The Gothic spire of Old Main embodies the spirit of intellectual aspirations of Bethany College in the mid-nineteenth century. This slightly earlier brick structure proclaims a simpler ethos, serving as a quieter, calmer reminder of the original aims and ideals of the Disciples of Christ when they gathered to hear the unadorned word of the Lord.
Built on a rough foundation composed of fieldstone and cut sandstone, in part recovered from a predecessor building on the site, the meetinghouse is a long rectangular block with a two-bay facade and five-bay side walls. The shallow gable end of the facade has a stone lunette with “Bethany Church of Christ” and the dates 1831–1852 inscribed on it. The earlier date is that of the first meetinghouse; the latter date is the year the present building was completed.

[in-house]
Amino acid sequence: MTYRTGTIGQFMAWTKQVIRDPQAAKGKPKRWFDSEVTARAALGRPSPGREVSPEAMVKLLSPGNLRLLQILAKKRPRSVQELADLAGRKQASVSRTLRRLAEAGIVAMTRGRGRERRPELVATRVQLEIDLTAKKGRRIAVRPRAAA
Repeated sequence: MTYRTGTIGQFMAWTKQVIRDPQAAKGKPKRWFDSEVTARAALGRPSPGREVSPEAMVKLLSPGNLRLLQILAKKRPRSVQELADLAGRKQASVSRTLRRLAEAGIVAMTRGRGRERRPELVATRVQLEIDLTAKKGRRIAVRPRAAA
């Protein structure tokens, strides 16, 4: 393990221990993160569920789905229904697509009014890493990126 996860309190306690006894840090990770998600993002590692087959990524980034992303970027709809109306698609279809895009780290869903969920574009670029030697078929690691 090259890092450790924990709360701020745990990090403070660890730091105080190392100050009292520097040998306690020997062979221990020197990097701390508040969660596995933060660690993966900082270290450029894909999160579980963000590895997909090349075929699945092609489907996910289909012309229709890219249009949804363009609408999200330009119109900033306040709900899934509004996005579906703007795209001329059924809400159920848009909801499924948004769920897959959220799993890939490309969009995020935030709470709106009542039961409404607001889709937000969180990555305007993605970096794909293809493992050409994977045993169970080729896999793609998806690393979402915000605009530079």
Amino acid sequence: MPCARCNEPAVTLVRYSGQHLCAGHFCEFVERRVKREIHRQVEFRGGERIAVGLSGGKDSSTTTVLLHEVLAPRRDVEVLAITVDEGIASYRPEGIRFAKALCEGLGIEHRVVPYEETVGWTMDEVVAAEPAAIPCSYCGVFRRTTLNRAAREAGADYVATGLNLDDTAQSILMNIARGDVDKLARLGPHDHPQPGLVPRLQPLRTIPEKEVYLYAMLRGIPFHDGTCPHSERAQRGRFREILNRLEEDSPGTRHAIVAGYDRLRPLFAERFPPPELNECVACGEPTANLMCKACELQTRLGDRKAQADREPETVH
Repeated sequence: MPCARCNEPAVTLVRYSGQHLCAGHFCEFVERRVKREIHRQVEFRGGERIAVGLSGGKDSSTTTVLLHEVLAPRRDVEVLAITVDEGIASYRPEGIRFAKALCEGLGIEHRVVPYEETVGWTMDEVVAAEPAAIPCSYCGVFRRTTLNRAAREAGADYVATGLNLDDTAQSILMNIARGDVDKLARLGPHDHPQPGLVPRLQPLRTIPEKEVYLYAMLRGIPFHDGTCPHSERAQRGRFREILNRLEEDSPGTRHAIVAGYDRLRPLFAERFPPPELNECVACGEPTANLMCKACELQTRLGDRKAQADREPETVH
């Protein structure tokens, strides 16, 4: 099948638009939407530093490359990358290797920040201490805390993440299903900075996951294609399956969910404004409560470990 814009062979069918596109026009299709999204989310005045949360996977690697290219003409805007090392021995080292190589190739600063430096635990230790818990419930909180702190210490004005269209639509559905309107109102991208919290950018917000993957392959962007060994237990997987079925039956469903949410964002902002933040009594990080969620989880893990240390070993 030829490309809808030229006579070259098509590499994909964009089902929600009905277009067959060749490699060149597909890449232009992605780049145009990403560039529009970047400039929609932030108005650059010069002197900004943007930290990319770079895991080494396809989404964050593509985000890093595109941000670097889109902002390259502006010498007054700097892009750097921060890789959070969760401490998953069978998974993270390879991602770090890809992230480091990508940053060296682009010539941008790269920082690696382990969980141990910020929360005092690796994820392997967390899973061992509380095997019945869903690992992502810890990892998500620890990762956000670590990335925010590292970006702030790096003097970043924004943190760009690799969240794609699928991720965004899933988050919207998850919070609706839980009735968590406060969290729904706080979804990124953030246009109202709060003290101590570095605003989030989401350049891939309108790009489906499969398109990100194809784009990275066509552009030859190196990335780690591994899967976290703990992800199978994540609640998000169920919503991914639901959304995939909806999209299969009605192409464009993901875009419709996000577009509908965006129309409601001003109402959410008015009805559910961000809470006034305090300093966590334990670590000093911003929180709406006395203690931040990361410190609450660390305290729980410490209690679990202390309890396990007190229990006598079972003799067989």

Identical doorways, each capped with a rectangular transom, provide separate entrances for the sexes, and lead into a shallow vestibule. A second pair of doors, on the same axes, opens to the bare, plastered main room, where they flank the pulpit platform. Consequently, seats face both the pulpit and the entrances, an arrangement that allowed worshipers to pass judgment on the preacher and latecomers at the same time. Four potbellied cast iron stoves, two to a side, divide the outer rows of pews into three sections and provide literal warmth to augment spiritual glow. Along with many Bethany structures, the meetinghouse has been restored.